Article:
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Statement of Organization, Functions, and Delegations of Authority

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Part C (Centers for Disease Control and Prevention) of the Statement of Organization, Functions, and Delegations of Authority of the Department of Health and Human Services (45 FR 67772-76, dated October 14, 1980, and corrected at 45 FR 69296, October 20, 1980, as amended most recently at 75 FR 62554-62559, dated October 12, 2010) is amended to reflect the reorganization of the National Institute for Occupational Safety and Health (CC), Centers for Disease Control and Prevention (C).

Section C-B, Organization and Functions, is hereby amended as follows:

Delete in its entirety the titles and functional statements for the Office of Mine Safety and Health Research (CCM) and insert the following:

Office of Mine Safety and Health Research (CCM). The Office of Mine Safety and Health Research (OMSHR): (1) Provides national and international leadership for the prevention of work-related illness, injury, and fatalities of mine workers through research and prevention activities at the Pittsburgh, Spokane, and Lake Lynn Laboratories; (2) conducts field studies to identify emerging hazards, to understand the underlying causes of mine safety and health problems, and to evaluate the effectiveness of interventions; (3) develops engineering and behavioral-based interventions, including training programs, to improve safety and health in the mines; trains mine safety and health trainers, and for evaluation purposes, conducts mine rescue and escape training for miners and mine rescue teams; (4) performs research, development, and testing of new technologies, equipment, and practices to enhance mine safety and health; (5) awards competitive grants and contracts to encourage the development, testing, demonstration, adoption, and manufacture of mine safety equipment and technologies; (6) develops best practices guidance for interventions; (7) transfers mining research and prevention products into practice; (8) coordinates NIOSH research and prevention activities for the mining sector; (9) provides policy guidance to the NIOSH Director on mining safety and health issues; and (10) provides for planning, oversight, and resource management of OMSHR's activities related to the conduct of programs, including: human capital and budget management, procurement, policy-setting and interpretation, and special initiatives.

Division of Mining Science and Technology (CCMD). The Division of Mining Science and Technology: (1) Studies global technology developments in areas of potential benefit to mining safety and health; (2) devises research or evaluation protocols to assess the efficacy of candidate technologies; (3) develops and implements work plans to adapt promising technologies for a mining application; (4) leads research-to-practice activities to facilitate adoption of key safety and health technologies; (5) utilizes contracts and grants to facilitate the goals of the MINER Act; (6) coordinates with the Division of Mining Research Operations for effective utilization of laboratory and human resources to accomplish the mission of the OMSHR; (7) provides vision and leadership, and coordinates the processes, to ensure an environment thriving with scientific excellence, integrity, and innovation; and (8) provides for the surveillance, health communications, and computational support needs of the OMSHR.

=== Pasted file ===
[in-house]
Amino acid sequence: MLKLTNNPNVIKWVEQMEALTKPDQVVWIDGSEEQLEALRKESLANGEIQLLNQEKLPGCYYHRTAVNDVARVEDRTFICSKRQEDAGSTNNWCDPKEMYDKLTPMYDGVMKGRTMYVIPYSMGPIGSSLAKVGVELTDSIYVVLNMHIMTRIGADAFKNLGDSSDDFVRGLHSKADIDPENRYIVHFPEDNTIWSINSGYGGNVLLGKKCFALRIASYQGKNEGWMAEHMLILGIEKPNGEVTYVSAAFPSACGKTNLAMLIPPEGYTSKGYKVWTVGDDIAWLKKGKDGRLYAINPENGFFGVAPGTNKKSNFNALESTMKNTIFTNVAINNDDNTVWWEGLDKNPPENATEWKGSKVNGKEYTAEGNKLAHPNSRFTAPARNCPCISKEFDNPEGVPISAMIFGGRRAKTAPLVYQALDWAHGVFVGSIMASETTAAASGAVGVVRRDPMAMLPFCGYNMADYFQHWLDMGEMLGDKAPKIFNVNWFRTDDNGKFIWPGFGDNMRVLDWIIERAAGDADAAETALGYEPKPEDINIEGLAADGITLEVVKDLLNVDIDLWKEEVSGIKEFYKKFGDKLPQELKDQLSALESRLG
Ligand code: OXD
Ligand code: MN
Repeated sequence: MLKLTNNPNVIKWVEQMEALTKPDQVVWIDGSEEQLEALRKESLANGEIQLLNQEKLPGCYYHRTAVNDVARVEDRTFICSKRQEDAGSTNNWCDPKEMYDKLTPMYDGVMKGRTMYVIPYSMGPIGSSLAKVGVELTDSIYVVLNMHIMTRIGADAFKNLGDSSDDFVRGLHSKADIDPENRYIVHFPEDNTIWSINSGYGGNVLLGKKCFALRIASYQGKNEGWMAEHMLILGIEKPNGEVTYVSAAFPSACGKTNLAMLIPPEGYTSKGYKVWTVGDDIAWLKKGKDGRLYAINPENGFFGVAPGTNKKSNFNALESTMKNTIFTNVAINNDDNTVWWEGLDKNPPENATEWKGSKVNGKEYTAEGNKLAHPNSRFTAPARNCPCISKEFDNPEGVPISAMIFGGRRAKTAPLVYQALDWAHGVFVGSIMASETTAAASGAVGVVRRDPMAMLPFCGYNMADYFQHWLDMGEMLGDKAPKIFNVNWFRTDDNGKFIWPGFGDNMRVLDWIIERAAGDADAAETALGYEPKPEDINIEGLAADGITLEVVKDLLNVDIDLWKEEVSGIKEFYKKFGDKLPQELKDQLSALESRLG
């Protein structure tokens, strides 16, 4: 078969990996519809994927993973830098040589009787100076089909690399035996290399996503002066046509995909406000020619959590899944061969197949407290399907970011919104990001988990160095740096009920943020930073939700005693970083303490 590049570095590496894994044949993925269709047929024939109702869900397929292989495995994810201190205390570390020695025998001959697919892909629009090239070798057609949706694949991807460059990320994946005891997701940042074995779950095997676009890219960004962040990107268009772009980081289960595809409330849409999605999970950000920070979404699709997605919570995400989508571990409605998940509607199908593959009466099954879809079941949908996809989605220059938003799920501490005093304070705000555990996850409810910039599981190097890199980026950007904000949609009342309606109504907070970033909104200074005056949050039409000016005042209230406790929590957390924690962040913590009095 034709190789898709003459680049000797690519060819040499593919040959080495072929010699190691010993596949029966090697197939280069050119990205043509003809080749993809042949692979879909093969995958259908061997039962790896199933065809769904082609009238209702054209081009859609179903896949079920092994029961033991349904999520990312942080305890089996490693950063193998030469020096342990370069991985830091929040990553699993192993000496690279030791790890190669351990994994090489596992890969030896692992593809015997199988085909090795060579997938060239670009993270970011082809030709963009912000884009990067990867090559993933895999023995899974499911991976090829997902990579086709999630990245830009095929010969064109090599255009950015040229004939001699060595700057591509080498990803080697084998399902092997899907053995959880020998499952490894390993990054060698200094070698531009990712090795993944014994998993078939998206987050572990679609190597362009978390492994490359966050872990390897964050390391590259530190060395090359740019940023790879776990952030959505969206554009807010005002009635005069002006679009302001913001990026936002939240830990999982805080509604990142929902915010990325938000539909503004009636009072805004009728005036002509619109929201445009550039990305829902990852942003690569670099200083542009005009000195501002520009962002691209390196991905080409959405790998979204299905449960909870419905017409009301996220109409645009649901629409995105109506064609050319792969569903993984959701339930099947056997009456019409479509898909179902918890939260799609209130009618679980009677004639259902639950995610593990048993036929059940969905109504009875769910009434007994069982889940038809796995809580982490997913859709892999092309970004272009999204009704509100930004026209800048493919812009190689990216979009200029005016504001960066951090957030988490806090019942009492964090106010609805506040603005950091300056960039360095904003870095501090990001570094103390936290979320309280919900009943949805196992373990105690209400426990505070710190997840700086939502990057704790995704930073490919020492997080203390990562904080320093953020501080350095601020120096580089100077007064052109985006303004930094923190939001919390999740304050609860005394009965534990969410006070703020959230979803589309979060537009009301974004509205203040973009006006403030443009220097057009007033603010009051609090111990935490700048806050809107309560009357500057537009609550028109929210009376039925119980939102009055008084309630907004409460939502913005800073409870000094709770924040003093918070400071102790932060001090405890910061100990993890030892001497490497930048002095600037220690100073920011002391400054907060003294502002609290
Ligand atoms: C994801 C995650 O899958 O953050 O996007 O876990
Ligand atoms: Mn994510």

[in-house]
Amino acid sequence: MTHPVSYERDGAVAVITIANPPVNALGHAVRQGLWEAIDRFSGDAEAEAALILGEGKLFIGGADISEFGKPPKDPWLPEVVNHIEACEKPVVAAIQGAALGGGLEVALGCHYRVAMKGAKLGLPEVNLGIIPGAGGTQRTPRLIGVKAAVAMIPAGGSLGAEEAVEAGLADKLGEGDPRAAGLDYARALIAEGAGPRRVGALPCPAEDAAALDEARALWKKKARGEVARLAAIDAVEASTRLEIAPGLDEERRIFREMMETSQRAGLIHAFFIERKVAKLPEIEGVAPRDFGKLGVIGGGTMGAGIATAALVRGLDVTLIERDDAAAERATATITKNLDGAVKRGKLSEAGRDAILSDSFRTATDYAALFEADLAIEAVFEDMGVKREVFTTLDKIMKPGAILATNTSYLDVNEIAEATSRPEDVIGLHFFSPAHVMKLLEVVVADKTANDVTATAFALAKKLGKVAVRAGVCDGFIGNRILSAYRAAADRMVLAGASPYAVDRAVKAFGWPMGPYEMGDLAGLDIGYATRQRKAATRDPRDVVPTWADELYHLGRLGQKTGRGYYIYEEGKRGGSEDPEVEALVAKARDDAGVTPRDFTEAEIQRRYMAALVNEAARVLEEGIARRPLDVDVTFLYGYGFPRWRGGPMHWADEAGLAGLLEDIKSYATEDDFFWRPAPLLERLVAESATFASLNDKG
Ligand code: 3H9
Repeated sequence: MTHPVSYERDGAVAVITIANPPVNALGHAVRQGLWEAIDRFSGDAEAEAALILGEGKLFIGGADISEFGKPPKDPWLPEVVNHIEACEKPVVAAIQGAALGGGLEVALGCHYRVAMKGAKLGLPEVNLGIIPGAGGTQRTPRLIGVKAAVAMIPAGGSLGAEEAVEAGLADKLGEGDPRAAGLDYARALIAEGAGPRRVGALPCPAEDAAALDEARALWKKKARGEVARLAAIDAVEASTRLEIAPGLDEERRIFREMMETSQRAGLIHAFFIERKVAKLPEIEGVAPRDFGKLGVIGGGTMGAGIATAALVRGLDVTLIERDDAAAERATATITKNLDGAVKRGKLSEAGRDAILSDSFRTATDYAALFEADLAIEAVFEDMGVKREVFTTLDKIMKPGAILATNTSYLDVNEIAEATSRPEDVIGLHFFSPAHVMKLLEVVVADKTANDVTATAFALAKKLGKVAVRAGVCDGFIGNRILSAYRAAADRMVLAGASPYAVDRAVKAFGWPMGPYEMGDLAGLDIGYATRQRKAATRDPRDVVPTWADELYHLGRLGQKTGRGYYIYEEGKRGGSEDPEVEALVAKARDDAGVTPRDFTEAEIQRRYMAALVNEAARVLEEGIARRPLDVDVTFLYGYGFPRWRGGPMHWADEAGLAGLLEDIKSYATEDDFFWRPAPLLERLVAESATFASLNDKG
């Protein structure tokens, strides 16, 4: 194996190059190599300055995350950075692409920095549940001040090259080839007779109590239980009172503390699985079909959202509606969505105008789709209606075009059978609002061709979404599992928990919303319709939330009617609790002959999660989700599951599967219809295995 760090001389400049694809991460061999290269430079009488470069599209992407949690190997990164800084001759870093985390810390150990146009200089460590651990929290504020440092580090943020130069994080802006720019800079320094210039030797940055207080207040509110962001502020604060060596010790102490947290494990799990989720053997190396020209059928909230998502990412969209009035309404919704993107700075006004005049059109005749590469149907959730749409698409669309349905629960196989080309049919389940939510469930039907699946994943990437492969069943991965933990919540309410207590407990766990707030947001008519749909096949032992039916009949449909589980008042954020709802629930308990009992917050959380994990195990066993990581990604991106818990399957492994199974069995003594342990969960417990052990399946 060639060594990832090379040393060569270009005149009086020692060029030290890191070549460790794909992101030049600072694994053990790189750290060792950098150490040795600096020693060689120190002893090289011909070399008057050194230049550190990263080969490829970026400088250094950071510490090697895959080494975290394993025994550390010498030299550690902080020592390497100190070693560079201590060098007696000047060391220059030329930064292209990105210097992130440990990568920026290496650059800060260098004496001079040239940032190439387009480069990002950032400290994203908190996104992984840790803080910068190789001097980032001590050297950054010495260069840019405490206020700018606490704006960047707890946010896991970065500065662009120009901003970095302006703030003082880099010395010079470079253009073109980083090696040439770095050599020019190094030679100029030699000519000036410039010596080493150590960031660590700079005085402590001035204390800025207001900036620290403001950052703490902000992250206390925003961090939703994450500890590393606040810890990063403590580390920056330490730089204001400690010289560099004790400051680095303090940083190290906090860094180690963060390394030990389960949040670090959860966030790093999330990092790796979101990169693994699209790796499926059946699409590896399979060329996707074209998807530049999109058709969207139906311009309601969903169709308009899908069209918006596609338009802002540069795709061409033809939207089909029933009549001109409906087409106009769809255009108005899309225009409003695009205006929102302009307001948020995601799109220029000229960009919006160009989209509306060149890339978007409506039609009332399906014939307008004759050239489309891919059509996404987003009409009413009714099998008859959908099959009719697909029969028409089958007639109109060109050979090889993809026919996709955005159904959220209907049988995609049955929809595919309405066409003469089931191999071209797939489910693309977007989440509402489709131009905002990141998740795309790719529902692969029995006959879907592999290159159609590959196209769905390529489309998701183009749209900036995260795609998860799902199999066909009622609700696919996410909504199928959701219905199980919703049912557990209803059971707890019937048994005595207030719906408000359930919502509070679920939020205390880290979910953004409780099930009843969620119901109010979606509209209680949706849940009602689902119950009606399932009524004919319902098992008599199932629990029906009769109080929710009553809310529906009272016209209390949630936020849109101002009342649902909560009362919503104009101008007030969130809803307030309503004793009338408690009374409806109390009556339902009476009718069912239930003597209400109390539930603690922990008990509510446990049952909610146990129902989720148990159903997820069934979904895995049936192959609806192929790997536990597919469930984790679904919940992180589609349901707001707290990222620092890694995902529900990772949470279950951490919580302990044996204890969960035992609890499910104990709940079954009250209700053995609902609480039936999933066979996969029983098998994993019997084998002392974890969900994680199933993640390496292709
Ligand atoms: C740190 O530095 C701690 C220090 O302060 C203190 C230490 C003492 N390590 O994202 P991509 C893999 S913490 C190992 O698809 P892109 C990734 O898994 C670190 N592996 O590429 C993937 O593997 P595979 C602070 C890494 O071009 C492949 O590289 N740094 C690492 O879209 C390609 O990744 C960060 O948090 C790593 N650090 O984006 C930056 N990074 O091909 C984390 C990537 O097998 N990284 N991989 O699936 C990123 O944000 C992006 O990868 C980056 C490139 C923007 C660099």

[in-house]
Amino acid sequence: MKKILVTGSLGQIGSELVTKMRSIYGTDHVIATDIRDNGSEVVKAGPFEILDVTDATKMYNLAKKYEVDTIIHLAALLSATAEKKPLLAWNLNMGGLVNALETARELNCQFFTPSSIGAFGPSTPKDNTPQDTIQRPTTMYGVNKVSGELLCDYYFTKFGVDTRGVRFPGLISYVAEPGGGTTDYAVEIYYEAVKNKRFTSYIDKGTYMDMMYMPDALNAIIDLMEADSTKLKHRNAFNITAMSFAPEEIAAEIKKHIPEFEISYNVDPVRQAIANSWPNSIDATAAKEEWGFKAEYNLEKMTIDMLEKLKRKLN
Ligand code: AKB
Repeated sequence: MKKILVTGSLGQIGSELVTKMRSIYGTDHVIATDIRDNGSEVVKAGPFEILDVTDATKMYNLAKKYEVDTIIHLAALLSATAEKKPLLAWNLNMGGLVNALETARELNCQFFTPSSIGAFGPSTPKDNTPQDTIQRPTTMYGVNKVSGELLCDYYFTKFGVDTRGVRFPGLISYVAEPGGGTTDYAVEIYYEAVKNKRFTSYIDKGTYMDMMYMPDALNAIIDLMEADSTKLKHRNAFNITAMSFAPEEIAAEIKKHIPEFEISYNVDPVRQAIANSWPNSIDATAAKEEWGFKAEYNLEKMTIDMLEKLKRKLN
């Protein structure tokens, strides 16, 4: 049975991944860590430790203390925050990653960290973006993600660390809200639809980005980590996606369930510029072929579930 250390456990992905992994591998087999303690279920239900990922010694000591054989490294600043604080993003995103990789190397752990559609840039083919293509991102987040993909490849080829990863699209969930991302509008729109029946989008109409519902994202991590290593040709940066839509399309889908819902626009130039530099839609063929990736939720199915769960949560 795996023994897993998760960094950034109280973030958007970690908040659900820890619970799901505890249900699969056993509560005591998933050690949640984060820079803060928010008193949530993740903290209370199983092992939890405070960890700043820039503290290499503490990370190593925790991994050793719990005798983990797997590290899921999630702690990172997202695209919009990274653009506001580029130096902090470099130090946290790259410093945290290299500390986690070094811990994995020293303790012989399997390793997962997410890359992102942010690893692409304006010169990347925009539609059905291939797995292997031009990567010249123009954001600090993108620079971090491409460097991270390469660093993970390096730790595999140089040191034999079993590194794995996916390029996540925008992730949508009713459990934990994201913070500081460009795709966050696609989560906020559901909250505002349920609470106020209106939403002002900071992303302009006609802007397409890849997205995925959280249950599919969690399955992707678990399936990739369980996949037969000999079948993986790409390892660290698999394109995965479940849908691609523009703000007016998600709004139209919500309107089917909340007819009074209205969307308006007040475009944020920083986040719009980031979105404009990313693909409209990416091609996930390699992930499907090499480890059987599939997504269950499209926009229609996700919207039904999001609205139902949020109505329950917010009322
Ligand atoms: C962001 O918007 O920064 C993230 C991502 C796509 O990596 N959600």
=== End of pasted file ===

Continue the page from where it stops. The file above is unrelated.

Health Communications, Surveillance and Research Support Branch (CCMDB). (1) Collects and analyzes health and safety data related to mining occupations in order to report on the overall incidence, prevalence and significance of occupational safety and health problems in mining; (2) describes trends in incidence of mining-related fatalities, morbidity, and traumatic injury; (3) conducts surveillance on the Start Printed Page 70275use of new technology, the use of engineering controls, and the use of protective equipment in the mining sector; (4) coordinates surveillance activities with other NIOSH surveillance initiatives; (5) provides statistical support for surveillance and research activities of the laboratory; (6) analyzes and assists in the development of research protocols for developing studies; (7) coordinates planning, analysis, and evaluation of the OMSHR research program for achieving organizational goals; (8) collaborates with research staff to translate findings from laboratory research to produce compelling products that motivate the mining sector to engage in improved injury control and disease prevention activities; (9) coordinates with other health communication, health education, and information dissemination activities within NIOSH and CDC to ensure that mining research information is effectively integrated into the CDC dissemination and intervention strategies; and (10) supports mining research through the development and application of computational tools and techniques that advance the understanding and mitigation of mining health and safety problems.